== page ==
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Final inspection: Civil penalties against polluters drop 60% under Trump

Final Inspection, News | October 1, 2017 | By:

Current U.S. EPA administrator Scott Pruitt. Photograph by Eric Vance, courtesy of the United States Environmental Protection Agency

An Aug. 10, 2017, report issued by the Environmental Integrity Project (EIP), indicates that, so far, President Donald J. Trump’s Environmental Protection Agency (EPA) has collected 60% less in civil penalties than previous administrations had recovered from environmental violators on average by the end of July in their first year after taking office.

The EIP is a nonprofit, nonpartisan organization, based in Washington D.C., and Austin, Texas, dedicated to enforcing environmental laws and holding polluters and governments accountable to protect public health.

Federal records reviewed by the EIP also show a significant drop in the number of environmental enforcement lawsuits filed against companies for breaking pollution control laws, compared to similar periods in the Obama, Bush and Clinton administrations.

From President Trump’s first day in office through the end of July, the U.S. Department of Justice collected a total of $12 million in civil penalties as part of 26 lawsuits filed against companies for breaking pollution control laws. In contrast, $36 million in penalties in 34 cases was collected in Barack Obama’s first January through July; $30 million in 31 cases under the same period during George W. Bush’s administration; and $25 million in 45 cases during Bill Clinton’s first half year, according to EIP’s report. The totals are not adjusted for inflation.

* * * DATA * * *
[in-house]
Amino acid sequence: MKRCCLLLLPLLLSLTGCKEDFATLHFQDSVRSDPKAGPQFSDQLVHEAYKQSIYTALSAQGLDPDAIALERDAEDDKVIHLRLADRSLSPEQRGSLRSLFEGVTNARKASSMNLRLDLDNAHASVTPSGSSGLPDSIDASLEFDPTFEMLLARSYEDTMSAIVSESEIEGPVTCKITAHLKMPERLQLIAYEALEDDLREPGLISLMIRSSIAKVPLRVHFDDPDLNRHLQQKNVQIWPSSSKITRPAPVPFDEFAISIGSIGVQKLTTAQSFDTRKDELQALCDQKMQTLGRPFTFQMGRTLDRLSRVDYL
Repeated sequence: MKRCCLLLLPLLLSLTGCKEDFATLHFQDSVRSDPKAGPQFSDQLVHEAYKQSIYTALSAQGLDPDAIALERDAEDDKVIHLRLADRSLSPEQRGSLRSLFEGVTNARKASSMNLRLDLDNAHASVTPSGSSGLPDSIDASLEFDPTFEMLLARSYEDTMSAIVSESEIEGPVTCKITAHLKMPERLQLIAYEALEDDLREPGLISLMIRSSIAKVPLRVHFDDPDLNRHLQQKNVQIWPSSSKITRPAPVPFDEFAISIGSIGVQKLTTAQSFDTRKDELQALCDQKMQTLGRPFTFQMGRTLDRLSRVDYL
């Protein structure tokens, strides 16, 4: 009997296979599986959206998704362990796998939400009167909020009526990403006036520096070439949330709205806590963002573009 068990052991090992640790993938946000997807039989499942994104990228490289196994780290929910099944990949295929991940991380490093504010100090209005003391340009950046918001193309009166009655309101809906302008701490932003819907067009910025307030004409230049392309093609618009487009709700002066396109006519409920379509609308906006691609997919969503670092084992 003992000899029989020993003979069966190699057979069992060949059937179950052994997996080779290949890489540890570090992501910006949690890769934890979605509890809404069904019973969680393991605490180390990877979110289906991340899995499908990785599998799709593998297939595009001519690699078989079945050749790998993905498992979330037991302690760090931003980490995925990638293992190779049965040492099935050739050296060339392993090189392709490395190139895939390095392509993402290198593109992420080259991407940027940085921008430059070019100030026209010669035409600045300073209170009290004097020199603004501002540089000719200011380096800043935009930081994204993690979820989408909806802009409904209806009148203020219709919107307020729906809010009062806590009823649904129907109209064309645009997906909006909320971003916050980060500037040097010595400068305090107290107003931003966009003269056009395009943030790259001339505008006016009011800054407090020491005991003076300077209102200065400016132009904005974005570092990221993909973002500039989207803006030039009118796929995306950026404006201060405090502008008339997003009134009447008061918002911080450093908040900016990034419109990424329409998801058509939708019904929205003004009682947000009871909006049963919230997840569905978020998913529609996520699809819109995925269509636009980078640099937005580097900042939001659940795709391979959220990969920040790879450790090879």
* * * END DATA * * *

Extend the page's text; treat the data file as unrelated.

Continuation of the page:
“The early returns show fewer cases with smaller penalties for violations of environmental law,” said Eric Schaeffer, executive director of the EIP and former director of civil enforcement at the EPA.

The data for the Trump administration’s record so far is just a snapshot, and trends vary over time. Large future cases could potentially shift these results.

Read the full report at

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